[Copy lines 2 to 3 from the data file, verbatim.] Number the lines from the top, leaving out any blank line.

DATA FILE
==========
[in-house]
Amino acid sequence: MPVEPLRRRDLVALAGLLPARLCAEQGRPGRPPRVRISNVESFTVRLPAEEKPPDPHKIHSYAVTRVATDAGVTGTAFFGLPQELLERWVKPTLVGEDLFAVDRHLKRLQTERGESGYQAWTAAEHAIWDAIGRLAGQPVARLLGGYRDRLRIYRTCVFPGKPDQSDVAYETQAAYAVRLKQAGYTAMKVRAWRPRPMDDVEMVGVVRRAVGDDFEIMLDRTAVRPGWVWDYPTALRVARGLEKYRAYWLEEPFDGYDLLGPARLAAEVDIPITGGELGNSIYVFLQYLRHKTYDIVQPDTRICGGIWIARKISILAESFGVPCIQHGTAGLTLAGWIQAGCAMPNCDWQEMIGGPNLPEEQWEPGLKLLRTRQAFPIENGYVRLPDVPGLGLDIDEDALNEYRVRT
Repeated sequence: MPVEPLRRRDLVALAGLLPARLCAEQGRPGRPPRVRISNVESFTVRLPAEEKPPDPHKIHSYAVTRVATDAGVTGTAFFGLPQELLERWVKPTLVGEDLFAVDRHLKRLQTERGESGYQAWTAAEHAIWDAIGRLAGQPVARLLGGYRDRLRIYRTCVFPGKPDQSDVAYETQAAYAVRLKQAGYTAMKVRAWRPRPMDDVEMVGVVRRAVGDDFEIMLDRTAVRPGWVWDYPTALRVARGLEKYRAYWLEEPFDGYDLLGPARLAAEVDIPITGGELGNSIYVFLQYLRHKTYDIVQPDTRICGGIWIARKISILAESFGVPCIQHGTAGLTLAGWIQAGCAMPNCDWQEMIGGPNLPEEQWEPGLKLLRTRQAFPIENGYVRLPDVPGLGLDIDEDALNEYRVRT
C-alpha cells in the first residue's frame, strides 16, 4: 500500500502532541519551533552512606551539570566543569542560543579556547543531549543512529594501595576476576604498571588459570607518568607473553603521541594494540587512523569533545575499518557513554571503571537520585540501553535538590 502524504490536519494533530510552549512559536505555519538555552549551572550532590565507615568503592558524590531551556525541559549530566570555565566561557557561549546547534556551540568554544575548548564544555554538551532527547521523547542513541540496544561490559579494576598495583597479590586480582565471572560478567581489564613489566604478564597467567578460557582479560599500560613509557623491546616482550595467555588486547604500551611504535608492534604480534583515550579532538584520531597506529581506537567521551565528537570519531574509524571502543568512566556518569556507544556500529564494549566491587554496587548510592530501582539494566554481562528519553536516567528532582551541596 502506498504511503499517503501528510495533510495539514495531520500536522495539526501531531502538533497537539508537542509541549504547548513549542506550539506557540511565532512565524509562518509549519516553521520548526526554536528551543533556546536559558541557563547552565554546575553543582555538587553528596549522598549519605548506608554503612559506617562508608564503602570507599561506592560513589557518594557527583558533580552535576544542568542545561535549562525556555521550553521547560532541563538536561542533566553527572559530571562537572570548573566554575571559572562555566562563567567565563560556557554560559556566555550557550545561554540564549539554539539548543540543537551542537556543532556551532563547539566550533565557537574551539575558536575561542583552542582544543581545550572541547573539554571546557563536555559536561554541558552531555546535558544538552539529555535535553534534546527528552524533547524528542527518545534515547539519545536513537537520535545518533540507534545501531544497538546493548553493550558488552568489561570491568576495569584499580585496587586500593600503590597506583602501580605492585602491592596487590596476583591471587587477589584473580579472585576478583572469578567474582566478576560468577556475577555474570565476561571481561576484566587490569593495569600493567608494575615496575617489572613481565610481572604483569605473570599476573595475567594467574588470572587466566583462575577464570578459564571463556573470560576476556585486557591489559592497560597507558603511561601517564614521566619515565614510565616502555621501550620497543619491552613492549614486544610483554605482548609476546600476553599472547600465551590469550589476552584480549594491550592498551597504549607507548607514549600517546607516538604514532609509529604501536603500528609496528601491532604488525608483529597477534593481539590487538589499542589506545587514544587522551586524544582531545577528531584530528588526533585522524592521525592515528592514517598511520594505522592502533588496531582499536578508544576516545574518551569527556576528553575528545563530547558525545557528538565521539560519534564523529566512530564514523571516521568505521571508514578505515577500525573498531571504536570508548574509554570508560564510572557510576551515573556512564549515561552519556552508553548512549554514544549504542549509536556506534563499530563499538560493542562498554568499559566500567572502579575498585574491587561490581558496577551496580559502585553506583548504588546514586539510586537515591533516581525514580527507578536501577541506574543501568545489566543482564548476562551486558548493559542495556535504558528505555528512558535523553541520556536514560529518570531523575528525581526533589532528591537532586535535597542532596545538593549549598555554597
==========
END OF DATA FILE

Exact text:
Amino acid sequence: MPVEPLRRRDLVALAGLLPARLCAEQGRPGRPPRVRISNVESFTVRLPAEEKPPDPHKIHSYAVTRVATDAGVTGTAFFGLPQELLERWVKPTLVGEDLFAVDRHLKRLQTERGESGYQAWTAAEHAIWDAIGRLAGQPVARLLGGYRDRLRIYRTCVFPGKPDQSDVAYETQAAYAVRLKQAGYTAMKVRAWRPRPMDDVEMVGVVRRAVGDDFEIMLDRTAVRPGWVWDYPTALRVARGLEKYRAYWLEEPFDGYDLLGPARLAAEVDIPITGGELGNSIYVFLQYLRHKTYDIVQPDTRICGGIWIARKISILAESFGVPCIQHGTAGLTLAGWIQAGCAMPNCDWQEMIGGPNLPEEQWEPGLKLLRTRQAFPIENGYVRLPDVPGLGLDIDEDALNEYRVRT
Repeated sequence: MPVEPLRRRDLVALAGLLPARLCAEQGRPGRPPRVRISNVESFTVRLPAEEKPPDPHKIHSYAVTRVATDAGVTGTAFFGLPQELLERWVKPTLVGEDLFAVDRHLKRLQTERGESGYQAWTAAEHAIWDAIGRLAGQPVARLLGGYRDRLRIYRTCVFPGKPDQSDVAYETQAAYAVRLKQAGYTAMKVRAWRPRPMDDVEMVGVVRRAVGDDFEIMLDRTAVRPGWVWDYPTALRVARGLEKYRAYWLEEPFDGYDLLGPARLAAEVDIPITGGELGNSIYVFLQYLRHKTYDIVQPDTRICGGIWIARKISILAESFGVPCIQHGTAGLTLAGWIQAGCAMPNCDWQEMIGGPNLPEEQWEPGLKLLRTRQAFPIENGYVRLPDVPGLGLDIDEDALNEYRVRT